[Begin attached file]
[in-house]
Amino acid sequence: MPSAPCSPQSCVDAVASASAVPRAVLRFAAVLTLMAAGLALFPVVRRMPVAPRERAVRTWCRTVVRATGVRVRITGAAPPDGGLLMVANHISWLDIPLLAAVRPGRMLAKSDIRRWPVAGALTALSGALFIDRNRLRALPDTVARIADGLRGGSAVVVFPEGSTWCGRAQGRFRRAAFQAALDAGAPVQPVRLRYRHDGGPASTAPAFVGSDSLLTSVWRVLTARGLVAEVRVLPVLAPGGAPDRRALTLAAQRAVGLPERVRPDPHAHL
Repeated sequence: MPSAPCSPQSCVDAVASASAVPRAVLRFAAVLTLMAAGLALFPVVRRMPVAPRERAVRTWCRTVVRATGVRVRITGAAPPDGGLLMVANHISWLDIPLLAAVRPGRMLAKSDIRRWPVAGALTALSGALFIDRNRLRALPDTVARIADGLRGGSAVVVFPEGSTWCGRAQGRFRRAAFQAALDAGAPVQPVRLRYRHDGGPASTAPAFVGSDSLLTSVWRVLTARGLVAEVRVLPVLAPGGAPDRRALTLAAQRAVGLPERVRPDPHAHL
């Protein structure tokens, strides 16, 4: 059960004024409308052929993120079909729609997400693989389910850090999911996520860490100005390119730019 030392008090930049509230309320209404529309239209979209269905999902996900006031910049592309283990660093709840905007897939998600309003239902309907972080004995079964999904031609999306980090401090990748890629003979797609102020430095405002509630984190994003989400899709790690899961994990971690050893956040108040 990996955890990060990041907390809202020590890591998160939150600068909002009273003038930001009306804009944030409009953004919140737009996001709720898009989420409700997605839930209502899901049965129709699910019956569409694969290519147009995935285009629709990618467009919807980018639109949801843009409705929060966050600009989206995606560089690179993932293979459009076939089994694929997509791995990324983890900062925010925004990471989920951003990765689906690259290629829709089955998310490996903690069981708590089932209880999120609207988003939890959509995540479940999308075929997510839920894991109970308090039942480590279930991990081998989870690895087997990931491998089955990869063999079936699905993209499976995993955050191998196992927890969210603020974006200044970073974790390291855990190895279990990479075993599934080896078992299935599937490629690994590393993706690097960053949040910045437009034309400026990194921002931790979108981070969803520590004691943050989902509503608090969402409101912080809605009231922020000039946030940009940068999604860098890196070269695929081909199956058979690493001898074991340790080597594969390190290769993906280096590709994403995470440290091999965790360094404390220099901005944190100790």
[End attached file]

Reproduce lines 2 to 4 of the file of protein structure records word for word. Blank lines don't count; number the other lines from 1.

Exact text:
Amino acid sequence: MPSAPCSPQSCVDAVASASAVPRAVLRFAAVLTLMAAGLALFPVVRRMPVAPRERAVRTWCRTVVRATGVRVRITGAAPPDGGLLMVANHISWLDIPLLAAVRPGRMLAKSDIRRWPVAGALTALSGALFIDRNRLRALPDTVARIADGLRGGSAVVVFPEGSTWCGRAQGRFRRAAFQAALDAGAPVQPVRLRYRHDGGPASTAPAFVGSDSLLTSVWRVLTARGLVAEVRVLPVLAPGGAPDRRALTLAAQRAVGLPERVRPDPHAHL
Repeated sequence: MPSAPCSPQSCVDAVASASAVPRAVLRFAAVLTLMAAGLALFPVVRRMPVAPRERAVRTWCRTVVRATGVRVRITGAAPPDGGLLMVANHISWLDIPLLAAVRPGRMLAKSDIRRWPVAGALTALSGALFIDRNRLRALPDTVARIADGLRGGSAVVVFPEGSTWCGRAQGRFRRAAFQAALDAGAPVQPVRLRYRHDGGPASTAPAFVGSDSLLTSVWRVLTARGLVAEVRVLPVLAPGGAPDRRALTLAAQRAVGLPERVRPDPHAHL
């Protein structure tokens, strides 16, 4: 059960004024409308052929993120079909729609997400693989389910850090999911996520860490100005390119730019 030392008090930049509230309320209404529309239209979209269905999902996900006031910049592309283990660093709840905007897939998600309003239902309907972080004995079964999904031609999306980090401090990748890629003979797609102020430095405002509630984190994003989400899709790690899961994990971690050893956040108040 990996955890990060990041907390809202020590890591998160939150600068909002009273003038930001009306804009944030409009953004919140737009996001709720898009989420409700997605839930209502899901049965129709699910019956569409694969290519147009995935285009629709990618467009919807980018639109949801843009409705929060966050600009989206995606560089690179993932293979459009076939089994694929997509791995990324983890900062925010925004990471989920951003990765689906690259290629829709089955998310490996903690069981708590089932209880999120609207988003939890959509995540479940999308075929997510839920894991109970308090039942480590279930991990081998989870690895087997990931491998089955990869063999079936699905993209499976995993955050191998196992927890969210603020974006200044970073974790390291855990190895279990990479075993599934080896078992299935599937490629690994590393993706690097960053949040910045437009034309400026990194921002931790979108981070969803520590004691943050989902509503608090969402409101912080809605009231922020000039946030940009940068999604860098890196070269695929081909199956058979690493001898074991340790080597594969390190290769993906280096590709994403995470440290091999965790360094404390220099901005944190100790």